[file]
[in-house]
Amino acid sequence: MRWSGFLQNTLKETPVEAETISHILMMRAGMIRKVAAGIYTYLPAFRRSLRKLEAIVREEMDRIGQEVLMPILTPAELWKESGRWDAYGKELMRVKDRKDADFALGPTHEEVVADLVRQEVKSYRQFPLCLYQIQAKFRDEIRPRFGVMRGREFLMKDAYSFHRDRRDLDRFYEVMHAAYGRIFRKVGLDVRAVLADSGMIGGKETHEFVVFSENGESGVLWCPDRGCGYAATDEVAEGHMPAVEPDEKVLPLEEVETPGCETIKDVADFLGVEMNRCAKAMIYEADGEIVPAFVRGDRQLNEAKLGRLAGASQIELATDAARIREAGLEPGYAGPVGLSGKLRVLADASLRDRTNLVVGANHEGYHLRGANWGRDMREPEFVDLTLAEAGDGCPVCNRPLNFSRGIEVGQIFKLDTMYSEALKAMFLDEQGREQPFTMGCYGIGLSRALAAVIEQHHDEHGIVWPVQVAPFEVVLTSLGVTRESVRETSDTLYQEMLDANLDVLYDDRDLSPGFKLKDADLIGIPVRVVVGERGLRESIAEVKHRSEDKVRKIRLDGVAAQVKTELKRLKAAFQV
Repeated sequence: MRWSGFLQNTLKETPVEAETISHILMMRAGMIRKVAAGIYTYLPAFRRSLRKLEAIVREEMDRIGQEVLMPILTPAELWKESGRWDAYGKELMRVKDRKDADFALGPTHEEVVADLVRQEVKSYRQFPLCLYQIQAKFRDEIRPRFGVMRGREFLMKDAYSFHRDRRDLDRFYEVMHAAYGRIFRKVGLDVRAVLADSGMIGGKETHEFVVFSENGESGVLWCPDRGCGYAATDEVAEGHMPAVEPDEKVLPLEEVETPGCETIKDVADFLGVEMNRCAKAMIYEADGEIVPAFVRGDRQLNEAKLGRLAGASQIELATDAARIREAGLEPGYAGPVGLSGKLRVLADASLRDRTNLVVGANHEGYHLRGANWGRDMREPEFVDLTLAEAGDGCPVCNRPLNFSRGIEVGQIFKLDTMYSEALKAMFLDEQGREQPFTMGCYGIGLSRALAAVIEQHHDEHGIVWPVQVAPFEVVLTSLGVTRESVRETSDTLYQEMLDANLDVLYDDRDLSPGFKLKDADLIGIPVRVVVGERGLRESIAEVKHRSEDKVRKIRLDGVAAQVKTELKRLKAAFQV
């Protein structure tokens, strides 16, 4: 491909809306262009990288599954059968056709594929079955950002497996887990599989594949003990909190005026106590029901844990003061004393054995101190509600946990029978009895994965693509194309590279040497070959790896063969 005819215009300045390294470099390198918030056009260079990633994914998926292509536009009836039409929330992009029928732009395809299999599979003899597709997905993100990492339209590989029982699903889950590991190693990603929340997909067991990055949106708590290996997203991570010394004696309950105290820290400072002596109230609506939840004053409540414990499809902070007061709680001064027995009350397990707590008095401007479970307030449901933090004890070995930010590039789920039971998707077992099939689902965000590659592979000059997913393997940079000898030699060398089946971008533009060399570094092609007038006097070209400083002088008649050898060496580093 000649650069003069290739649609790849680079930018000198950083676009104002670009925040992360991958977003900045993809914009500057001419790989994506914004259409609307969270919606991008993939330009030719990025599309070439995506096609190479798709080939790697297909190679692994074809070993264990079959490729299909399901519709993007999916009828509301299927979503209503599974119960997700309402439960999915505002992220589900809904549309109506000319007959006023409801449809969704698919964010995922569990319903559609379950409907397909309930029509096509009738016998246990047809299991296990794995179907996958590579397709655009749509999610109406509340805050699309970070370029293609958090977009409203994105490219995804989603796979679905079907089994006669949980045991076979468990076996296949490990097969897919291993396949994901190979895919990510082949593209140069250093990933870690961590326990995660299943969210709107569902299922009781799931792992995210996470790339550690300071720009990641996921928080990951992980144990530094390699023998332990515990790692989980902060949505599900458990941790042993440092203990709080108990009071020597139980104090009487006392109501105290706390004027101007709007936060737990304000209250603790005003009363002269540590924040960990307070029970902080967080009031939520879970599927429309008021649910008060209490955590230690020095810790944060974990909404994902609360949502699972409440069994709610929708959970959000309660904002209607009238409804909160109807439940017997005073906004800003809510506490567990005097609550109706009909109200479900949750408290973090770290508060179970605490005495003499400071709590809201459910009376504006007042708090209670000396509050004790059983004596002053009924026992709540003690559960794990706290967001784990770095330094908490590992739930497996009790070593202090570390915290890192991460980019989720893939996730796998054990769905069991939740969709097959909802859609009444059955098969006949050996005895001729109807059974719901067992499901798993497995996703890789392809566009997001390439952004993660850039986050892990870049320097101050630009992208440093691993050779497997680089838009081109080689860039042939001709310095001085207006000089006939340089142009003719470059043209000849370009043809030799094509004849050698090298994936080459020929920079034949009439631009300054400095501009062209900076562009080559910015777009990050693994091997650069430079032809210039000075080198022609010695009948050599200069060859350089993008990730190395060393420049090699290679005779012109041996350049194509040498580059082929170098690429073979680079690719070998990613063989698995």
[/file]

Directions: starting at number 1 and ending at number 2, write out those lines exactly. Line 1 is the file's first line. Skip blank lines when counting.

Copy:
[in-house]
Amino acid sequence: MRWSGFLQNTLKETPVEAETISHILMMRAGMIRKVAAGIYTYLPAFRRSLRKLEAIVREEMDRIGQEVLMPILTPAELWKESGRWDAYGKELMRVKDRKDADFALGPTHEEVVADLVRQEVKSYRQFPLCLYQIQAKFRDEIRPRFGVMRGREFLMKDAYSFHRDRRDLDRFYEVMHAAYGRIFRKVGLDVRAVLADSGMIGGKETHEFVVFSENGESGVLWCPDRGCGYAATDEVAEGHMPAVEPDEKVLPLEEVETPGCETIKDVADFLGVEMNRCAKAMIYEADGEIVPAFVRGDRQLNEAKLGRLAGASQIELATDAARIREAGLEPGYAGPVGLSGKLRVLADASLRDRTNLVVGANHEGYHLRGANWGRDMREPEFVDLTLAEAGDGCPVCNRPLNFSRGIEVGQIFKLDTMYSEALKAMFLDEQGREQPFTMGCYGIGLSRALAAVIEQHHDEHGIVWPVQVAPFEVVLTSLGVTRESVRETSDTLYQEMLDANLDVLYDDRDLSPGFKLKDADLIGIPVRVVVGERGLRESIAEVKHRSEDKVRKIRLDGVAAQVKTELKRLKAAFQV